The Good Samaritan

Miłosierny SamarytaninAt first glance, it appears unassuming. One of the smallest paintings featured at the “Willmann. Opus Magnum” exhibition at the Four Domes Pavilion. To me, it is most precious, moving and profound.

The Good Samaritan, a late and very mature work of ‘Silesian Rembrandt’, dates to the end of the 17th c. and was painted for the Cistercian monastic Church of the Assumption of the Blessed Virgin Mary at Lubiąż Abbey. Originally it was mounted in an auxiliary altar which, as indicated by an inscription placed on the cupboard below the painting, was used to store ‘sacred fluids’: holy water, oils and sacramental wine used in celebration of the Holy Mass and dispensing sacraments. 

The painting illustrates a parable told by Jesus in the Gospel of St Luke (10:25-41) about a traveler journeying from Jerusalem to Jericho who was attacked by robbers, beaten, stripped off his clothes, and left to die alongside the road. A priest passes by, notices the injured man, but does nothing to help him. A Levite likewise remains indifferent to his plight. Finally, a Samaritan comes by. Unlike the other two, he is a complete stranger with no social, religious or kin connection to the victim, but instead of avoiding him, he takes care of the injured man. 

When the pillars of society, the respected figures who might have been expected to help, have failed, the victim is being helped by someone who has no obligation to come to his rescue. The Samaritan is moved by compassion and acts on it.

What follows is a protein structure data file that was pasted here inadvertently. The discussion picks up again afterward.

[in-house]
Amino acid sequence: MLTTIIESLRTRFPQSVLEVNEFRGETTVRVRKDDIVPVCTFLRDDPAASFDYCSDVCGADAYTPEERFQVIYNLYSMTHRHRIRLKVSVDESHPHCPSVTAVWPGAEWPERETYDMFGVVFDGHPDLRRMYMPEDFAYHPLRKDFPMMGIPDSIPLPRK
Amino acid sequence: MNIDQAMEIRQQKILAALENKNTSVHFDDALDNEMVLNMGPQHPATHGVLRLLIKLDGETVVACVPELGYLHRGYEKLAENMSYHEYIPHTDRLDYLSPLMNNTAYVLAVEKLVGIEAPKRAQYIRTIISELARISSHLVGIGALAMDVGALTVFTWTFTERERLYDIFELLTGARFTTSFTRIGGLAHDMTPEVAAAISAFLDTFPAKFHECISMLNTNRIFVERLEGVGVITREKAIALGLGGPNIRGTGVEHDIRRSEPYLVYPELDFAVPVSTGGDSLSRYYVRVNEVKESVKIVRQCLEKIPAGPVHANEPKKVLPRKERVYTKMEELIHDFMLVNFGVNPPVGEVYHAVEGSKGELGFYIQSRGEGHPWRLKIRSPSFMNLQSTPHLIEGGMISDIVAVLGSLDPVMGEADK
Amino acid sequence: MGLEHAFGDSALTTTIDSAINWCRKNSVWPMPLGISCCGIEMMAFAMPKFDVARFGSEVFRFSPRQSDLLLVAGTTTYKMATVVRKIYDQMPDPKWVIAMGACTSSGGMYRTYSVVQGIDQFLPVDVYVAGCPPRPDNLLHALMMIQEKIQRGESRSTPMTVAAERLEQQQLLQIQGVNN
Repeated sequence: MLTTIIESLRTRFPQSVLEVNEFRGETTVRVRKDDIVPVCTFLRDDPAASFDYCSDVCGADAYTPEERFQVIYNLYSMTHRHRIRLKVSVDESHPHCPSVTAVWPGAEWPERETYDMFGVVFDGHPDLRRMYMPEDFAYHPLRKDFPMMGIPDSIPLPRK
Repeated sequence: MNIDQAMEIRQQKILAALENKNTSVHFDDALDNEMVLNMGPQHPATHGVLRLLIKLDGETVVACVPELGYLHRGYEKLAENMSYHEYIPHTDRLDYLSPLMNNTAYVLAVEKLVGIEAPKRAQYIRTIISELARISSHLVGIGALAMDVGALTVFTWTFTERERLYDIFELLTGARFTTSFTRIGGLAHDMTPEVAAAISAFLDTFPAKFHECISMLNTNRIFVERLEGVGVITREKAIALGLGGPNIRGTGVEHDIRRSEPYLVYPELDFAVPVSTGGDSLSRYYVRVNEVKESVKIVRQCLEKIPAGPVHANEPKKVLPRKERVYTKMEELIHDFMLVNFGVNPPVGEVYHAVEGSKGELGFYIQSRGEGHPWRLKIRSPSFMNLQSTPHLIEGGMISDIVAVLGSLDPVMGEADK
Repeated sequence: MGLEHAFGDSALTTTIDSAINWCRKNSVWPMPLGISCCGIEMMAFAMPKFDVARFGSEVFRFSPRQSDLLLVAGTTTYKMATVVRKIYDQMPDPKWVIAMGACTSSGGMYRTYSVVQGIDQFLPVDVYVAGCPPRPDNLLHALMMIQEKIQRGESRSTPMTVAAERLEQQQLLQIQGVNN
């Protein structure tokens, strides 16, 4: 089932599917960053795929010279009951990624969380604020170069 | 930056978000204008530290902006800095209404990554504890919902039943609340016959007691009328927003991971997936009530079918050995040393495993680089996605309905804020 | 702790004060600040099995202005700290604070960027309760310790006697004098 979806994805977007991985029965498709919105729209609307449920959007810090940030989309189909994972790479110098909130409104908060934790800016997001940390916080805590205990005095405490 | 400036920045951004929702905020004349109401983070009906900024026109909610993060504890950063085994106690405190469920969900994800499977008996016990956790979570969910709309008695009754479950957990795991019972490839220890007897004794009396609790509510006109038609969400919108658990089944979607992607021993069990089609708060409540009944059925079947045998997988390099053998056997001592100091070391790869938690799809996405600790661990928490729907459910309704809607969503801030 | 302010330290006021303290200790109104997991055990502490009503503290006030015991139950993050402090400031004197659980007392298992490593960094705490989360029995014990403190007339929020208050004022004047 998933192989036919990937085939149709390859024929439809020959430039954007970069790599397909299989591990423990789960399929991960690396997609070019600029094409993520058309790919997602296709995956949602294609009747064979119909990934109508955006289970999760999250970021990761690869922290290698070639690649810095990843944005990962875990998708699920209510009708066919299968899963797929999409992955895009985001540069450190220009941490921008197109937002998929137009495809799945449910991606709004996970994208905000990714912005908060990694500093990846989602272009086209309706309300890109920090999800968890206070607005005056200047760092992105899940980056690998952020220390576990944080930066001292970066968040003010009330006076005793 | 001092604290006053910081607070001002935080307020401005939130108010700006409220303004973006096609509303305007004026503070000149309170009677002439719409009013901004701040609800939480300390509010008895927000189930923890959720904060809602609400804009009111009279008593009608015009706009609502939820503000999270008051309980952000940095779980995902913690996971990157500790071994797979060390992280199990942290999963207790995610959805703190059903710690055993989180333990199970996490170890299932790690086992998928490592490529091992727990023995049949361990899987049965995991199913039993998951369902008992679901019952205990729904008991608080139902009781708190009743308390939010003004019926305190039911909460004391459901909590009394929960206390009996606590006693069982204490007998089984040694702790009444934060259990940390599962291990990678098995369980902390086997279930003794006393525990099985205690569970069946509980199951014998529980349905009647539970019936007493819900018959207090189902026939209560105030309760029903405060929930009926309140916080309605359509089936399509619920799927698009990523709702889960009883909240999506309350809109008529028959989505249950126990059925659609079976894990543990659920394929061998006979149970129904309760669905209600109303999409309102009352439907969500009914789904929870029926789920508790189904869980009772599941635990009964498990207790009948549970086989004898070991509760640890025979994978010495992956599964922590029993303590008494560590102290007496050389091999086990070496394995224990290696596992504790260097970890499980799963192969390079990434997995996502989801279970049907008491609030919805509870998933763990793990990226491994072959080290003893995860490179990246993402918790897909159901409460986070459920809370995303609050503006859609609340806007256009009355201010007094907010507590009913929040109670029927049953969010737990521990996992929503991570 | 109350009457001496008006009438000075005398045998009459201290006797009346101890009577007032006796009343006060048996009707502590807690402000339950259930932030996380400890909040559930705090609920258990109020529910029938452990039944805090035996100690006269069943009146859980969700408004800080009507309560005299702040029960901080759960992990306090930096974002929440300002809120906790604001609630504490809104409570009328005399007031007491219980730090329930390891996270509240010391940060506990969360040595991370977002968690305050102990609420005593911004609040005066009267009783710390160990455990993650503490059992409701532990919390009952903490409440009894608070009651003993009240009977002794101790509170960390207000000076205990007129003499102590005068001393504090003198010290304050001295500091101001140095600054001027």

Willmann pictures the Samaritan as he bounds the victim’s wounds, pouring on oil and wine. Supporting the injured man’s tortured and hapless body with his left arm, he is gentle and caring, and hopefully saves the man’s life.  And in the background, we see those who have failed the test of humanity by remaining indifferent and cold.   

Willmann reveals the true meaning of love, compassion, and charity. And when he painted the picture, he was likely in pain himself, an old man suffering from arthritis and gout. His mature mastery of the medium is impressive, but we can sense the artist’s personal agony encoded in the painting’s very matter, in his sketchy brushwork which seems hastily applied… but is pure painterly brilliance.

Piotr Oszczanowski, Piotr Oszczanowski, Director of the National Museum in Wrocław

Michael Willmann, The Good Samaritan, 1695; fot. Arkadiusz Podstawka

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